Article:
Microsoft hit with $140m tax bill in China?

Microsoft and the Chinese government appear to have reached a deal over back taxes.

Microsoft's latest run-in with the Chinese government looks to have resulted in a $140m penalty pertaining to cross-border tax.

According to Reuters, China's official news bureau Xinhua reported that a company whose name begins with M and which established a wholly-owned foreign subsidiary in Beijing in 1995 has been fined over transfer pricing.

The company was ordered to pay the Chinese government 840m yuan ($137m) in back taxes and interest as well as over 100m yuan ($16m) in additional taxes a year in the future, Reuters said.

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The Xinhua report cited by Reuters said the company M reported losses in China for more than six years whereas its peers had reported profits, leading to the conclusion by authorities that M's behaviour was unreasonable.

Microsoft has neither confirmed nor denied that it is the company referred to in the Xinhua article. However, according to the Financial Times, Microsoft denied it was paying back taxes and instead had agreed to the $140m as part of a "bilateral advanced pricing agreement".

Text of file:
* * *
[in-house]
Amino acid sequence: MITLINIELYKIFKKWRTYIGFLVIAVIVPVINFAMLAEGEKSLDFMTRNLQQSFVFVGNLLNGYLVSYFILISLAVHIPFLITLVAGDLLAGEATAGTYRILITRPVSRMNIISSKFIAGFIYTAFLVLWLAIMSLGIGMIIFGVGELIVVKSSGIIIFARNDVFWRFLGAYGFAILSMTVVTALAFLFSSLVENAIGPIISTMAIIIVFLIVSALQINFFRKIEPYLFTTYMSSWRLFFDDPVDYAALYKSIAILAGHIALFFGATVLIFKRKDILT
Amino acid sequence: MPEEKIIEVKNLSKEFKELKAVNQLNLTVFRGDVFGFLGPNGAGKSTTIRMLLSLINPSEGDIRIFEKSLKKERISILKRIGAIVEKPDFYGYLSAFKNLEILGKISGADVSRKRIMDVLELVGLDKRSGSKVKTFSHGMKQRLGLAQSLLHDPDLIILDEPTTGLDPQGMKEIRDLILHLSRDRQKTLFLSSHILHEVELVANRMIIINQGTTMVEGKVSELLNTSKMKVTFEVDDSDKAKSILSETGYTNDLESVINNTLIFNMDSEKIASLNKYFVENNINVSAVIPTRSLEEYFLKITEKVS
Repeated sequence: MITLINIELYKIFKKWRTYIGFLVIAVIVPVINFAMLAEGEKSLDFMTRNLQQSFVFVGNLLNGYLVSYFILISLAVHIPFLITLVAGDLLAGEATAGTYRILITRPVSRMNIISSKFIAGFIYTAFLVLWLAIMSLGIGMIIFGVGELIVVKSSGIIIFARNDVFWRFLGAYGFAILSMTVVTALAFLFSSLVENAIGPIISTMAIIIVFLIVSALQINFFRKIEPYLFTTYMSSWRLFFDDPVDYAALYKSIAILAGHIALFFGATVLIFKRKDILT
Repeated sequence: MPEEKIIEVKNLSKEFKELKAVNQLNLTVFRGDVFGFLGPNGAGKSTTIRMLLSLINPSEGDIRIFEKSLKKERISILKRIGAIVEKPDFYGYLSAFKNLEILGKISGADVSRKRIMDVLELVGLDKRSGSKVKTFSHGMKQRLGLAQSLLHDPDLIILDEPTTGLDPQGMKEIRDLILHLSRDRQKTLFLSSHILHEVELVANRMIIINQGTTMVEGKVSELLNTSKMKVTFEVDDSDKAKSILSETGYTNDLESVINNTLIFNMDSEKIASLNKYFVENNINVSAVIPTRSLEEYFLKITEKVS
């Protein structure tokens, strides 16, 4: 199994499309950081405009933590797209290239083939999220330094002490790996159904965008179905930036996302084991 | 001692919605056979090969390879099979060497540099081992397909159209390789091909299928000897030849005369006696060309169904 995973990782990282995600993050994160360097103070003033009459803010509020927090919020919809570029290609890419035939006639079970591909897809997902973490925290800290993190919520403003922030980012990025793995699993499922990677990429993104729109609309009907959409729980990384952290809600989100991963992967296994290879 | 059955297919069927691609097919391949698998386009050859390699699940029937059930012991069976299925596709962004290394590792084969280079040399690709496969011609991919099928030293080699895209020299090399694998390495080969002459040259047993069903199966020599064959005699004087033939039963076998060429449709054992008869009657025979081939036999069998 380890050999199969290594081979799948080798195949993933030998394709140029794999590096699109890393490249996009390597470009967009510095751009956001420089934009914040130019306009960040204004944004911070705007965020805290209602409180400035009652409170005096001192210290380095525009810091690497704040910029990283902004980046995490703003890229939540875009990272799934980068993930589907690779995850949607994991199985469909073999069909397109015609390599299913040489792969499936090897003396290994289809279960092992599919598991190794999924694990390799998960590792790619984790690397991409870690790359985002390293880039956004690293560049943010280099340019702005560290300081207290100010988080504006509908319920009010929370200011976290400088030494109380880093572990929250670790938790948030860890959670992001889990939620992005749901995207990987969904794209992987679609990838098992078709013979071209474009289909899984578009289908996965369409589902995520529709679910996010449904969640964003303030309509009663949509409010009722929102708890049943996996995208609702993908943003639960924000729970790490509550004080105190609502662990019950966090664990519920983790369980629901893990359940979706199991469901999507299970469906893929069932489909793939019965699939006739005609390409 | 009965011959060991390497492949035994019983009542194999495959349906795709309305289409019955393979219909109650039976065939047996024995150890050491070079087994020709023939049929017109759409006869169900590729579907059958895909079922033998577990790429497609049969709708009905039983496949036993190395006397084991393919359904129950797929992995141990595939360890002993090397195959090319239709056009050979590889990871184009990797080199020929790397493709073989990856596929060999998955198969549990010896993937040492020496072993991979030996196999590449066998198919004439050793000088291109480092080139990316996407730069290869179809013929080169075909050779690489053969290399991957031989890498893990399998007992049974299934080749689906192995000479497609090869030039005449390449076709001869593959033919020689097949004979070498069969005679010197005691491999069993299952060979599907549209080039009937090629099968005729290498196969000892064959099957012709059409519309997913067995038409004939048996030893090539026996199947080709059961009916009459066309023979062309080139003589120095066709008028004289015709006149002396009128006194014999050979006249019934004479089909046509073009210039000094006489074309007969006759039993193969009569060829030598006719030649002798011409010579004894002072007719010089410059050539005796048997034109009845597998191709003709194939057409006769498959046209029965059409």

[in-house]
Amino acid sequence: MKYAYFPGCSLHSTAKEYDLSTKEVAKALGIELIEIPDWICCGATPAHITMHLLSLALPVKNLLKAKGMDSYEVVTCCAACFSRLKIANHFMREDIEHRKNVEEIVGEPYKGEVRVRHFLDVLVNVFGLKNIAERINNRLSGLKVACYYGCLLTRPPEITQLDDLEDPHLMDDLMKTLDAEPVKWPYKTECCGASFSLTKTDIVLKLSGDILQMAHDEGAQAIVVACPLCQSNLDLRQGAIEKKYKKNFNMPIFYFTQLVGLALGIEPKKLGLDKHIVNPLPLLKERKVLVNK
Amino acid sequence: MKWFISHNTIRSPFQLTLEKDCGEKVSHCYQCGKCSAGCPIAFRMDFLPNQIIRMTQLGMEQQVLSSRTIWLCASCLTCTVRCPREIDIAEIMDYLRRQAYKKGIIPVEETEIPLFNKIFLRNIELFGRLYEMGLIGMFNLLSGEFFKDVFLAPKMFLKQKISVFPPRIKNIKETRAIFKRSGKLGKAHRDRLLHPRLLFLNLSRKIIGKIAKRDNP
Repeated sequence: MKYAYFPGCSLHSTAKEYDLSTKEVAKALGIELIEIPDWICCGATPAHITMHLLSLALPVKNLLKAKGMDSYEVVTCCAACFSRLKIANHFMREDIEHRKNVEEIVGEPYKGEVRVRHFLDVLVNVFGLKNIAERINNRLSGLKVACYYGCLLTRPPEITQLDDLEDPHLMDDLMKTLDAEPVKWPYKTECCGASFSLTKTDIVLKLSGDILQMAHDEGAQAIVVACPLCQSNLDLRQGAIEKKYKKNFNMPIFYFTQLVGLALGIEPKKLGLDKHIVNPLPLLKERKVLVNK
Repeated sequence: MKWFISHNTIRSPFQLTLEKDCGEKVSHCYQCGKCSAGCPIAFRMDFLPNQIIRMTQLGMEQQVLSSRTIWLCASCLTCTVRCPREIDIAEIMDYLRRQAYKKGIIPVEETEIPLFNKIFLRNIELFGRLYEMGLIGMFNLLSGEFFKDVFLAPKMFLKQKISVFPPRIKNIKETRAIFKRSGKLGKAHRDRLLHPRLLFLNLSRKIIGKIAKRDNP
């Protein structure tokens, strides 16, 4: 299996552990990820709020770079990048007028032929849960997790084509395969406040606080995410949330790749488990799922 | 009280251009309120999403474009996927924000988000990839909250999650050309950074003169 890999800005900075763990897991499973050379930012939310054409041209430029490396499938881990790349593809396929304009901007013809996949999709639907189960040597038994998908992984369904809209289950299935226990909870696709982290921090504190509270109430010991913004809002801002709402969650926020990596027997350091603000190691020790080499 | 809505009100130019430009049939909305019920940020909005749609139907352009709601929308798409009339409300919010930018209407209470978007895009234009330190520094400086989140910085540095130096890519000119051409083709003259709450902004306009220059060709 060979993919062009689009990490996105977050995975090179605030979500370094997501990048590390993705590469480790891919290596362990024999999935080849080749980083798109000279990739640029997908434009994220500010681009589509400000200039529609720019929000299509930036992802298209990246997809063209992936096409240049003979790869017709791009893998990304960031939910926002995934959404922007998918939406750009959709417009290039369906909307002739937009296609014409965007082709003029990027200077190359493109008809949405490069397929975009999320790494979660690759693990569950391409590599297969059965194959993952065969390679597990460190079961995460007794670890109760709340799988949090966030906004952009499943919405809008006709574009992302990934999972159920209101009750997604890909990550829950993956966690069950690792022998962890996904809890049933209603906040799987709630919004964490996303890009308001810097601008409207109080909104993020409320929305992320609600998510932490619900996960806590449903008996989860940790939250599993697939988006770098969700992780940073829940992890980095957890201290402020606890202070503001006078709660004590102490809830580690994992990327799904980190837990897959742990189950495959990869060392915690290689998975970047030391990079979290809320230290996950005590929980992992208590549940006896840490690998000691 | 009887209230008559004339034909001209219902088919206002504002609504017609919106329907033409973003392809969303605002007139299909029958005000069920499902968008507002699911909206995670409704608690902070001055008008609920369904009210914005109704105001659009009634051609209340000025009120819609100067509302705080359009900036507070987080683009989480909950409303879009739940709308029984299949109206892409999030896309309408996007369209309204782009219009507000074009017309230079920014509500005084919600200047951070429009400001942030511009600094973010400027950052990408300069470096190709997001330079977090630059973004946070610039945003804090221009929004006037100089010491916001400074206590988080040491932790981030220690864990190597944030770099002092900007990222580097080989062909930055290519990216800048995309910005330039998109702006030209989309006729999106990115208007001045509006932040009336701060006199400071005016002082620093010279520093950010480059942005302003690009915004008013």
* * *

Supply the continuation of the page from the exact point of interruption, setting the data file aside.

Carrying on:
ZDNet has asked Microsoft for comment and will update the story if it receives one. The company provided the following statement to the Financial Times, outlining an agreement struck in 2012:

"In 2012, the tax authorities of China and the US agreed to a bilateral advanced pricing agreement with regards to Microsoft's operations in China. The agreement is an acknowledgment by both countries that Microsoft's profits are subject to the appropriate tax in China," it said.

"While we cannot confirm that Microsoft is the company in question in a recent Xinhua report, China receives tax revenue from Microsoft consistent with the terms of the agreed advanced pricing agreement."

Microsoft's main challenges in China have transformed fairly dramatically over the past year. Where once piracy was its chief concern in China, Microsoft, along with other US tech firms, has faced claims in China that they threaten national security. 

Earlier this year four of Microsoft's offices in China were raided by officials investigating anti-monopoly claims .

In May, the Chinese government banned Windows 8 from being installed on public sector PCs in what was reported at the time as a response to it ending support and security updates for Windows XP. Microsoft does offer extended support to enterprise customers, however at an additional price.

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